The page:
+5[J9]-2[J9]+2[C9]-6[C9]+6[E9]

So whether J9 is 5 or not, we know 6 will appear in row E in E1 or E9, so the other 6s in E2 and E8 can be removed.

The 'digit' in this strategy is a single candidate - in this case the 5 in J9. We are looking at the consequences of this 5 being ON or OFF. Following the blue chain where 5 is OFF we get to the cell E1 where the consequence of 5 being OFF is to turn 6 ON. This chain is (the blue chain):

-5[J9]+5[H9]-5[H5]+5[E5]-5[E4]+8[E4]

-8[B4]+8[B1]-6[B1]+6[E1]

Now, if the 5 in J9 were ON we can trace another shorter chain to E9 were we also find the a 6 can be turned ON. The chain for this is (the purple chain):

+5[J9]-2[J9]+2[C9]-6[C9]+6[E9]

So whether J9 is 5 or not, we know 6 will appear in row E in E1 or E9, so the other 6s in E2 and E8 can be removed.

In the very next step we are obliged to find another Digit Forcing Chain this time centered on 8 in E4. Like the first example it finds that either way the 8 in E2 will give us a 5 either on H5 (the blue chain) or a 5 on H9. This either/or situation establishes 5 in one of those two cells so the remaining 5 in H2 can be removed.

The blue chain is:

-8[E4]+5[E4]-5[E5]+5[H5]

The purple chain +8[E4]-8[B4]+8[B1]-6[B1]+6[E1]

-6[E9]+4{E9|A9}-4[H9]+5[H9] contains an awkward ALS on

{E9|A9} - not easy to spot. The chain goes into the cell E9 and turns OFF the 6 which leaves just a Naked Pair of 4/9 in A9 and H9. That in turn removes the 4 in H9 giving us the second fixed 5 in H9.

Lastly in this Sudoku we find one of the more common types of Digit Forcing Chain, one that fixes a digit in another cell. E6 is the start cell 8 is the digit we are flipping ON or OFF. If OFF we take the blue chain around the board to H2 where 1 gets turned ON. This chain is:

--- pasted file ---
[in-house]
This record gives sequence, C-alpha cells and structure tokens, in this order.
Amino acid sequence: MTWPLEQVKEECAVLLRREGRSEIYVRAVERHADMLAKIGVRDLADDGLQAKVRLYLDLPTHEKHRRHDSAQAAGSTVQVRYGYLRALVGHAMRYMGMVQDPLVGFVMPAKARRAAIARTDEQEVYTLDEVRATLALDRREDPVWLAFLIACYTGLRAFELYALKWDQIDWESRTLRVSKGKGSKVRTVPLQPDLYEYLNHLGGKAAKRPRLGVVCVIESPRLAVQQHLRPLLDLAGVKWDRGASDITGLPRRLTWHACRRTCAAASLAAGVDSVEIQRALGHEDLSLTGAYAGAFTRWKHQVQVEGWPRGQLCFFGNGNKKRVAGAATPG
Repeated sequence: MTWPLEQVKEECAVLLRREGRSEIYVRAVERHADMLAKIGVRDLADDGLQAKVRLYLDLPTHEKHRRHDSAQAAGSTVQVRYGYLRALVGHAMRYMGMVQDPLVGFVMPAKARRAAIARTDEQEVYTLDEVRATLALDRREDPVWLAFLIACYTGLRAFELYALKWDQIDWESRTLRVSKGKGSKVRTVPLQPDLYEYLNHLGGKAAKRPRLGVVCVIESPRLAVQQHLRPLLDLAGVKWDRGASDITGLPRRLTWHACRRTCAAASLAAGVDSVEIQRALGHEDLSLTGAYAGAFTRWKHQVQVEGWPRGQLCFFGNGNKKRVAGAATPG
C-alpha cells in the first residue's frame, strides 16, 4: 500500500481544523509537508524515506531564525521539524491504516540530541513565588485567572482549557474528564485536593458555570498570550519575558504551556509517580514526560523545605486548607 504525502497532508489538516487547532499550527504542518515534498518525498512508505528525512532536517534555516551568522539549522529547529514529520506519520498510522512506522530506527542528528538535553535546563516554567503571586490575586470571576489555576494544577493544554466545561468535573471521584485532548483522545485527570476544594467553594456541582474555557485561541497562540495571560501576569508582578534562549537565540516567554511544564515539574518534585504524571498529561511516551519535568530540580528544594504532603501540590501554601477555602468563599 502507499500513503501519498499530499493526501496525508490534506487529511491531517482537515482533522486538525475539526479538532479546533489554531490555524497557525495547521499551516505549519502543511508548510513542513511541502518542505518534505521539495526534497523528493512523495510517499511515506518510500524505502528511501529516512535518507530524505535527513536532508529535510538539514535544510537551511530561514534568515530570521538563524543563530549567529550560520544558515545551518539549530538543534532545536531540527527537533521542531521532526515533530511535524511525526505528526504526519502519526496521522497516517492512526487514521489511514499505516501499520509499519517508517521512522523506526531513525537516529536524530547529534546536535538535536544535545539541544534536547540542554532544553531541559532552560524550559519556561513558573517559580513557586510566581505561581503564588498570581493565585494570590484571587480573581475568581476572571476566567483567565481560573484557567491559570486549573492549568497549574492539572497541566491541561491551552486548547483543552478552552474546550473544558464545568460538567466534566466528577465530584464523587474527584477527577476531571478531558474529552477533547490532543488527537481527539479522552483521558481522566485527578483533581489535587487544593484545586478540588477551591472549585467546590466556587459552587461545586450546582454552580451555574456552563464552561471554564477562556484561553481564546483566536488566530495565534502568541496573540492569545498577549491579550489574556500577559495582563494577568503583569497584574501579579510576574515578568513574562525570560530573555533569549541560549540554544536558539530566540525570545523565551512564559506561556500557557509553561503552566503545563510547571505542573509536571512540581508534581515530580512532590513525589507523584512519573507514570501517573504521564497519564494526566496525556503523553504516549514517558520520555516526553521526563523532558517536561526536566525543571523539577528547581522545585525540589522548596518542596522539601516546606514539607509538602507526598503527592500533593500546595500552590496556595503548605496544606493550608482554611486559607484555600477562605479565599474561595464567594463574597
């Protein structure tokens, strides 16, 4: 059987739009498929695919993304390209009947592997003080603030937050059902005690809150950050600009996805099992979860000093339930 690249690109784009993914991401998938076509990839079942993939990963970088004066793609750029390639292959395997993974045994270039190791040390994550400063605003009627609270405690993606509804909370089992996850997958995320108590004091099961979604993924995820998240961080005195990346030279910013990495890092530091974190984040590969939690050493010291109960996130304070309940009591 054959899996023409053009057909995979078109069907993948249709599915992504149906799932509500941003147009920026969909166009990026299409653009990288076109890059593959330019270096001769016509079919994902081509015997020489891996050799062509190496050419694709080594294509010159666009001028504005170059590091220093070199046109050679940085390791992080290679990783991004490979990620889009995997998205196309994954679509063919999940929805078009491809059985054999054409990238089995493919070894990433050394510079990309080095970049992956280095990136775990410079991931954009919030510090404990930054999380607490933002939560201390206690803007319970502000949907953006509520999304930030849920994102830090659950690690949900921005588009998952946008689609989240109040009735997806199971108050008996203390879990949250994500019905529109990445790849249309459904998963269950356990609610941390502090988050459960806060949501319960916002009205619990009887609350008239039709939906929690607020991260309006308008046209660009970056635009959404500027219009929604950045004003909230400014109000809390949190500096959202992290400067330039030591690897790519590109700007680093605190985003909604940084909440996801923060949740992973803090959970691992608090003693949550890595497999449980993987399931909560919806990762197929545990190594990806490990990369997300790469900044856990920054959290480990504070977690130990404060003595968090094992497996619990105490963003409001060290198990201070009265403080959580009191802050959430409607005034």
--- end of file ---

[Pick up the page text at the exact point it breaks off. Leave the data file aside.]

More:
-8[E6]+8[E4]-8[B4]+8[B1]-6[B1]

+6[B2]-6[D2]+4[D2]-4[H2]+1[H2]

The consequence of 8 in E6 being ON also shows that 1 in H2 must be ON as well. The second, purple chain is +8[E6]-3[E6]+3[H6]-1[H6]+1[H2].

So, whether E6 is 8 or not the chains imply H2 must be 1 and that opens up the puzzle to the end game.

-8[E6]+8[E4]-8[B4]+8[B1]-6[B1]

+6[B2]-6[D2]+4[D2]-4[H2]+1[H2]

The consequence of 8 in E6 being ON also shows that 1 in H2 must be ON as well. The second, purple chain is +8[E6]-3[E6]+3[H6]-1[H6]+1[H2].

So, whether E6 is 8 or not the chains imply H2 must be 1 and that opens up the puzzle to the end game.

Careful traversing of two chains might result in the chain ends resting on the same digit in the same row, column or box. The example here starts on G9 and winds it's way round to the 1s on row D. If the 5 in G9 is ON we get a result of 1 on D7. If the 5 in G9 is OFF we get a 1 on D1. Therefore, there cannot be any other 1s on that row. Three other 1s eliminated is a bit hit at this stage of the puzzle. The solver will return:

DIGIT FORCING CHAIN: because of G9, 1s in Row 4 are fixed on [D1,D7]

-5[G9]+5[F9]-5[F1]+5[C1]

-4[C1]+4[B1]-1[B1]+1[D1]

+5[G9]-5[G7]+2[G7]-2[D7]+1[D7]

we can remove 1 from D2

we can remove 1 from D8

we can remove 1 from D9

DIGIT FORCING CHAIN: because of G9, 1s in Row 4 are fixed on [D1,D7]

-5[G9]+5[F9]-5[F1]+5[C1]

-4[C1]+4[B1]-1[B1]+1[D1]

+5[G9]-5[G7]+2[G7]-2[D7]+1[D7]

we can remove 1 from D2

we can remove 1 from D8

we can remove 1 from D9

But it doesn't end there. The very next step uses the new chain link made available by clearing those 1s away. With two 1s on row D we get a new conjugate pair and can extend the longer chain by one more link. This allows us to fix the 2s in column 7, giving us an elimination of 2 in H7.

DIGIT FORCING CHAIN: because of G9, 2s in Col 7 are fixed on [D7,G7]

-5[G9]+5[F9]-5[F1]+5[C1]-4[C1]

+4[B1]-1[B1]+1[D1]-1[D7]+2[D7]

+5[G9]-5[G7]+2[G7]

we can remove 2 from H7